I just went through a three week gauntlet of interviews (~10 companies who each do at least 3 1-hour interviews). This slide set is pretty accurate in terms of what to expect but I'd weight the API's/language/philosophy sections down a bit. I only got a few language questions and absolutely none about development philosophies (except for maybe "emacs or vim?"). Algorithms & data structures are what you should be studying. Puzzles too but that's more about doing a lot -- you can't really study per se.
I am wondering what it takes to be a qualified web start-up programmer.
I have less formal computer science training than most candidates for Silicon Valley jobs. However, I gamble I have more programming experience than many CS graduates. So, I am hopeful that I don’t need to go back to school for chemistry straightaway.
I am familiar with algorithms and data structures, but I am certain that many properly educated developers would put me to shame. What is the best way to accumulate this core theoretical knowledge? Are there preferred books on the subjects or will any do? Or do you recommend simply taking few courses before I graduate?
Most engineers never implement any of those classic CS algorithms or data structures manually since everything is in the libraries these days. Therefore they're in the same boat as you: general knowledge and a couple of books under a hand to look things up. All they (and you) have to do is to refresh their knowledge since college years.
I've never implemented a linked list since graduation, nor I sorted anything manually using quick sort. Moreover, I never had to generate permutations of anything, nevertheless those are the same damn questions they keep asking on interviews. I wonder why: it only makes sense for fresh graduates, because it's the only reliable way to compare then against each other.
I have used the Aho-Corasick and Boyer-Moore algorithms the Google presenter guy mentioned many times, at least a dozen, in 10 months of employment.
I have also implemented a fulltext indexing system because we have total NIH syndrome, which involved working with suffix trees, inverted indexes, and other classic undergrad information retrieval material.
You don't have to know everything; you need to know enough to know what you don't know, and where to look to get what you need to get the job done. Like, I just start with Wikipedia, usually.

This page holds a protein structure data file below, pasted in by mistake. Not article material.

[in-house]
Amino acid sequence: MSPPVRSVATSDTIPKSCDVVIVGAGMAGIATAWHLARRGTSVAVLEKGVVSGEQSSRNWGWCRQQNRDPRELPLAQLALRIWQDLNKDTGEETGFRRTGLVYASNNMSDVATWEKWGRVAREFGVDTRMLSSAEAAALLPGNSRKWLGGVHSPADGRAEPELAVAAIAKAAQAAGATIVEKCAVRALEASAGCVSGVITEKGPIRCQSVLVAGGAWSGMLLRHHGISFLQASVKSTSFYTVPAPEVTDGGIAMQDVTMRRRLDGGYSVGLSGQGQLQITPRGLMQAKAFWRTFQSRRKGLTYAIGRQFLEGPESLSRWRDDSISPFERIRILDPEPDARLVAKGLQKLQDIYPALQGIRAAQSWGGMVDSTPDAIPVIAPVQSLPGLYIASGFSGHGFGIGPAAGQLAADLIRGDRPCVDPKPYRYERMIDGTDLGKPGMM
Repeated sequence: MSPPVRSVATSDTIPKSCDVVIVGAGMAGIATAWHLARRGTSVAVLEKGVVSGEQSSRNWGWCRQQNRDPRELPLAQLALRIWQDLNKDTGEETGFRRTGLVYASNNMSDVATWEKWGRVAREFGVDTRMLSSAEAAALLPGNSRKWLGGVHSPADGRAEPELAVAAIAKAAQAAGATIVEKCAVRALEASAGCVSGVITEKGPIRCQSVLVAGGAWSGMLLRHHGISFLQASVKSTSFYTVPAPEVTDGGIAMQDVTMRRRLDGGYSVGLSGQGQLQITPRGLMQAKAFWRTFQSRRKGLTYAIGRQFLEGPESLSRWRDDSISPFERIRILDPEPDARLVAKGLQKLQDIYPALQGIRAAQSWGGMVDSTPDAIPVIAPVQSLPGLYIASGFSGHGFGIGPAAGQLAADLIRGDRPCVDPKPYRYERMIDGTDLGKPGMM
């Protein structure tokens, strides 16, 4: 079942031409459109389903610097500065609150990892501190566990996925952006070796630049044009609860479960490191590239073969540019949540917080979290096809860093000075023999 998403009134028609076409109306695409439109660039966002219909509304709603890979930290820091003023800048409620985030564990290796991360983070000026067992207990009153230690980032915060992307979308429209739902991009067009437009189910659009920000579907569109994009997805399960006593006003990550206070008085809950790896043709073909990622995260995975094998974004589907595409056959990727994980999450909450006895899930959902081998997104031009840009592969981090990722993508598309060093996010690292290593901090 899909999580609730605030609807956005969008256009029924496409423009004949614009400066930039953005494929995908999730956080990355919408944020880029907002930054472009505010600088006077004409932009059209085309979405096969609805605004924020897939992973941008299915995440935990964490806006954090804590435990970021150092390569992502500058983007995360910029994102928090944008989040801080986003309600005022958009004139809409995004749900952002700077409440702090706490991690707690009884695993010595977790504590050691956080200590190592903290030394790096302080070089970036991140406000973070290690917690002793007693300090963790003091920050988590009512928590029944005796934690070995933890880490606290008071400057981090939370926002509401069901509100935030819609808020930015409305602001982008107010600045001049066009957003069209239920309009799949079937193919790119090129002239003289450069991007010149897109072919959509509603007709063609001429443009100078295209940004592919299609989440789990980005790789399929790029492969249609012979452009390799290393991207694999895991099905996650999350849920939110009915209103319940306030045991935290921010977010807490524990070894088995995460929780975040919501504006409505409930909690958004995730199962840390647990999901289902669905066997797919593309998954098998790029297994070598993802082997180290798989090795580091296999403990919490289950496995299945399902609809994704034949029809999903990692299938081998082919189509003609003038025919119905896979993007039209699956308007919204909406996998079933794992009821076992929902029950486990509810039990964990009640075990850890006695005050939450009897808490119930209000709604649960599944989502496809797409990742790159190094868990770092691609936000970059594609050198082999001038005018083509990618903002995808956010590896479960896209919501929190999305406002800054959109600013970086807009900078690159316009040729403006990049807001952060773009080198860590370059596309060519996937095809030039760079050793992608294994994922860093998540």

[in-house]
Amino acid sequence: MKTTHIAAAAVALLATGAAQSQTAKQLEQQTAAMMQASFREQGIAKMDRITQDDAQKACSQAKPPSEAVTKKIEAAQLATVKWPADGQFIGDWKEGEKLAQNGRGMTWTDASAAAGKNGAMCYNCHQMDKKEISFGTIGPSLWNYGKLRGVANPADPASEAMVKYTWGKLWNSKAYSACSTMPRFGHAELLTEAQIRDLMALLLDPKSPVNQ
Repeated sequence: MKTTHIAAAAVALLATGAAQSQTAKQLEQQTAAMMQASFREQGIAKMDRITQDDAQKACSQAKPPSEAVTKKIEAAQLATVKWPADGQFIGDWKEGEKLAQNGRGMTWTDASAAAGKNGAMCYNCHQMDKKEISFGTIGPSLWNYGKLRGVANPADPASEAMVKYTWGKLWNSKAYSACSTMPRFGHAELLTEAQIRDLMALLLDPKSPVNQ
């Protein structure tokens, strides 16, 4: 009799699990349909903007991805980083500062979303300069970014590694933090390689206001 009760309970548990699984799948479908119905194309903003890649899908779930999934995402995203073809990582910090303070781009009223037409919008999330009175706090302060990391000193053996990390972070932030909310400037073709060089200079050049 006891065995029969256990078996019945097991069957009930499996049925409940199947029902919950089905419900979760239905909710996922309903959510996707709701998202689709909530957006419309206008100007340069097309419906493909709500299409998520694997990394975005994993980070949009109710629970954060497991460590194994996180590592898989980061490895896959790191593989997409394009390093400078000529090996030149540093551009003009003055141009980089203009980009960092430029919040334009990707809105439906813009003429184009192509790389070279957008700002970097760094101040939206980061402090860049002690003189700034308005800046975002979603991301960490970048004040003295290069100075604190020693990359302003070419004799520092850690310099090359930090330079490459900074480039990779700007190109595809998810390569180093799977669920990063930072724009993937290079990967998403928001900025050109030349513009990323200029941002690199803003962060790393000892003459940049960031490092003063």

What you need when you actually get the job is a separate concern from what you need to get the job in the first place, though.
I'll second the Algorithm Design book recommendation. An even better theory book is Introduction to the Theory of Computation by Sipser, however it covers slightly different topics. It is one of the most readable theory books I've seen, highly recommended, and a great resource for information on regular languages, context-free grammars and turing machines.
A less theoretical book, that is useful for a gentle intro is Masting Algorithms with C.
A bit off the theory track, but useful for a software engineer: Modern Operating Systems by Tanenbaum and Computer Organization and Design for info on hardware.
The Sipser computation theory book is absolutely fantastic, I agree. Definitely the most readable and clear book on the subject that I know of. However, I don't think it would be particularly useful to prepare for an interview -- the number of people likely to quiz you on the details of computability theory or complexity theory is pretty small.
Hmmm....formal training is important, but if you had a website with some kick-ass demos, you'd probably have a better chance of scoring a face-to-face interview.
Algorithms and data structures? If you like proofs, I've heard that the Cormen and Rivest book is great. Personally, I find that the Sedgewick volumes have great explanations of the most common algorithms.
But you haven't graduated yet, so the most effective approach may be to sign up for an algorithms course. Then you'll have the benefit of a prof and students to help out.
I usually review my data structures and algorithms book before interviews. In particular, you need to be familiar with recusion and tree traversal. Interviewers love these questions.
For me, the only time I write tree traversals is during interviews, so I am a little surprised that it's such a big point for interviewers. I suppose it is a pretty good sign that someone knows how to program, but I do think that it would lead to many "false negatives" (ie., someone who can program well but doesn't have it front and center).
My advice: don't become a false negative. Just make sure you bust out the old textbook and get it fresh in your mind.
If you've never taken data structures and algorithms, then you'll probably get a lot out of this exercise. I use container classes for most of this, but it is valuable to study and learn it well once.
Yeah, I've just been through the interview cycle as well, and I'd definitely focus on knowing as much as you can about: 1) data structures 2) algorithms 3) big picture: how would you build X? 4) math - be a good puzzle solver. the more puzzles you do, the better you get at them.
as much as people rave about rails, python or any other language, the web actually runs mostly on java (and some .net). Most financial sites, brokerage houses, banks and many more websites run with java.
Just b.c you hear about rails or django all the damn time, doesn't mean they are widely used. They are just trendy frameworks.
(Php is the other language that run the rest of the web.).